Skip to main content
You are the owner of this article.
You have permission to edit this article.
Edit
NCAA transfer change may bring 'wild, wild west' to midlevel schools, such as UR

NCAA transfer change may bring 'wild, wild west' to midlevel schools, such as UR

{{featured_button_text}}

The NCAA Division I Council this week postponed a vote on a rule change that will permit transfers to play without sitting out a year. That one-time allowance is coming, to be enacted in the interest of student-athlete welfare.

It’s certainly not in the welfare of University of Richmond basketball and football staffs. Neither Spiders basketball coach Chris Mooney nor football coach Russ Huesman is a fan of the legislation. Their jobs are about to become considerably more challenging and complicated.

“Any time a coach expresses his concern with the easing of the transfer rules, it’s perceived as being self-serving, and sometimes it probably is,” Mooney said. “…We’ll adjust and we’ll embrace it, and hopefully it will help us at some point.”

In terms of player movement, “I think it’s going to be the wild, wild west, to be honest with you,” Huesman said. “They’re going to pass it, I’m sure, [eventually], and it’s going to be a part of our daily lives.”

Here’s a hypothetical way to appreciate the concern of coaches at midlevel Division I schools. Tyler Burton, a 6-foot-7 UR sophomore in his first season as a starter, has blossomed. He’s averaging 12.6 points, 8.2 rebounds, and improving. Burton, from Uxbridge, Mass., has three more seasons of eligibility because of the NCAA’s adjustment for winter-sports athletes in response to the pandemic. With four Spiders seniors starting, Burton will be Richmond’s centerpiece beyond this year.

A-10 programs St. Bonaventure, Massachusetts and Rhode Island recruited Burton, also sought by Northeastern, Towson, Hartford, Iona and several other schools. Burton’s father, Quinton, played at Providence.

Say Burton determines he wants to play closer to home in the ACC or Big East. Under the proposed legislation, he could leave UR without consequence of a sit-out penalty. The Spiders, who invested in Burton’s recruitment for a year, and education and physical development for two years, would be without a player Mooney said could become one of the greatest in program history.

That’s an excellent setup for those in Burton’s position, but frightening for coaches at schools such as Richmond. Huesman envisions comparable scenarios in football. Players UR recruited and developed could follow a penalty-free path to a higher level of competition after a year or two as Spiders.

Speaking of FBS programs, Huesman said, “All they have to do is go look at [FCS] All-American lists, preseason or postseason, and they can recruit kind of off of lists to start the process. You would hope everybody would be above board and not tamper. I don’t believe people are going to be above board and not tamper ... and they’ll give the game a black eye.”

Huesman suggests that this no-penalty transfer apply to lateral football moves, such as from one FCS school to another, or a shift down in level. If an FCS player wants to transfer to an FBS school, he would be required to sit out a year.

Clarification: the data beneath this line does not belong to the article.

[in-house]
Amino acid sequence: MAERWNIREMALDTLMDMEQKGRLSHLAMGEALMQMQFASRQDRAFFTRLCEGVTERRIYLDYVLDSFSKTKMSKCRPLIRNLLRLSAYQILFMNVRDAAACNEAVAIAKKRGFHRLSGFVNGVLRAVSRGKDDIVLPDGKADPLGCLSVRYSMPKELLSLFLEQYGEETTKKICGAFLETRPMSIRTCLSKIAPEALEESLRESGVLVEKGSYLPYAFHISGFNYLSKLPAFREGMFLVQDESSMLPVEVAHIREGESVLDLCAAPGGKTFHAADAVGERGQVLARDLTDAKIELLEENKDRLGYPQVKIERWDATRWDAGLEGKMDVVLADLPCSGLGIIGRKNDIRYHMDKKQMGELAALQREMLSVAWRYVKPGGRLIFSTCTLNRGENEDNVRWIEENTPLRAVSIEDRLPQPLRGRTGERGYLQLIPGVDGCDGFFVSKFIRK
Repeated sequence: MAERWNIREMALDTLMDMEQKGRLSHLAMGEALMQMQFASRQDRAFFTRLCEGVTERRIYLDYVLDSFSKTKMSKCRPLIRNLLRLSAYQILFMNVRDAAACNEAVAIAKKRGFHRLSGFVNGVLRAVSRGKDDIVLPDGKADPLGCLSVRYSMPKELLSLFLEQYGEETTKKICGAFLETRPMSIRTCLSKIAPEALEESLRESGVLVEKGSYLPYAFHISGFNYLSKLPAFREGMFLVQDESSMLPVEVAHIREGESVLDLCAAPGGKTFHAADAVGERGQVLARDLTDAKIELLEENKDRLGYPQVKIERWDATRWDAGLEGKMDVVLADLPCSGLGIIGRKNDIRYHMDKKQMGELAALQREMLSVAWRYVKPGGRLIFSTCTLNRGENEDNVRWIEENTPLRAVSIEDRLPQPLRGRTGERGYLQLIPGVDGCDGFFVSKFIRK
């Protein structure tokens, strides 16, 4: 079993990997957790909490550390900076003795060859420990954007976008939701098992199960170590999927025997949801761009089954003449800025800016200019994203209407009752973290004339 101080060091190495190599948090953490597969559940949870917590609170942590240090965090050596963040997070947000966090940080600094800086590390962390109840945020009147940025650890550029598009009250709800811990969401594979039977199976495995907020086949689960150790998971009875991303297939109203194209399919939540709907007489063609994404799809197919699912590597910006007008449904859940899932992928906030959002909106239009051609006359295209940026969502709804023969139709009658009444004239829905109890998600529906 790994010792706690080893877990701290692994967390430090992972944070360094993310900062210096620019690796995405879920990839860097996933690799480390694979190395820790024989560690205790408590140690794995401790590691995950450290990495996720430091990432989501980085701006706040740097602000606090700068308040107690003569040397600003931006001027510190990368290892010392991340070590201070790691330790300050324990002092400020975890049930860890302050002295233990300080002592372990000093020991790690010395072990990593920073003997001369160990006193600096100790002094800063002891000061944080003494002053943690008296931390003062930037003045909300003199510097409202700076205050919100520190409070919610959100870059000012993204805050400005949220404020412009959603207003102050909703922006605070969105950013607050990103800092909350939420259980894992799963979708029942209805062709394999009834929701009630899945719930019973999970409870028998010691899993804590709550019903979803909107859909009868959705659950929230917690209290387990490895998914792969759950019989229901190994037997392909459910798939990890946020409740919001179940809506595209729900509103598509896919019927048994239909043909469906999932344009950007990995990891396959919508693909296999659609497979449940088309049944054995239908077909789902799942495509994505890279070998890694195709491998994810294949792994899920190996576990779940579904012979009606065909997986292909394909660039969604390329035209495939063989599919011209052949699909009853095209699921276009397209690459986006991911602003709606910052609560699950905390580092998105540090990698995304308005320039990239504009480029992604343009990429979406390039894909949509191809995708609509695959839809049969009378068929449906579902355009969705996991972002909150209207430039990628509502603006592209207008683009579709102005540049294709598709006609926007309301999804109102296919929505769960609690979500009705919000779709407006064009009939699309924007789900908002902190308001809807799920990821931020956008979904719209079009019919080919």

Huesman and Mooney contend that transfers who consider moving up a competitive level should research how many players who did so became regulars at their new schools, and how many became depth.

“I think there’s this perception of, ‘He needs a change. He transfers. He’s going to do better,’” Mooney said. “I don’t think that’s often how it turns out.”

Mooney hears the point advanced that a college student uninvolved in sports is able to transfer without stipulations, and that the same opportunity should apply to student-athletes. He noted that there’s more that goes into recruiting, developing and supporting a student-athlete than is devoted to a nonathlete.

The transfer system started changing in 2011, when the NCAA began allowing graduates with remaining eligibility to transfer and play immediately with the understanding that they seek a graduate degree unavailable at the school they left. That condition faded.

The transfer portal arrived in October of 2018. Student-athletes input their names, other programs peruse the portal and pick out fits for needs. Student-athletes who are dissatisfied with their situations can place their names in the portal at any time of the year, whenever they feel underappreciated, underutilized or uncomfortable.

Then came the wave of NCAA waivers that permitted some transfers to play immediately, based on their circumstances.

Without negative repercussions attached to switching schools, “I just think that what we’re going to start seeing is a ton of transfers at mid-season. It’s already happened this year,” Mooney said. “Guys are leaving nationally ranked teams at midseason.

“I think there’s a lot of responsibility from the programs and the coaches in this, too. I think that coaches, if a guy isn’t playing as well as they expect him, and they want the guy to transfer, coaches are comfortable telling that guy to transfer.”

joconnor@timesdispatch.com

(804) 649-6233

@RTDjohnoconnor

Related to this story

Most Popular

Get up-to-the-minute news sent straight to your device.

Topics

Breaking News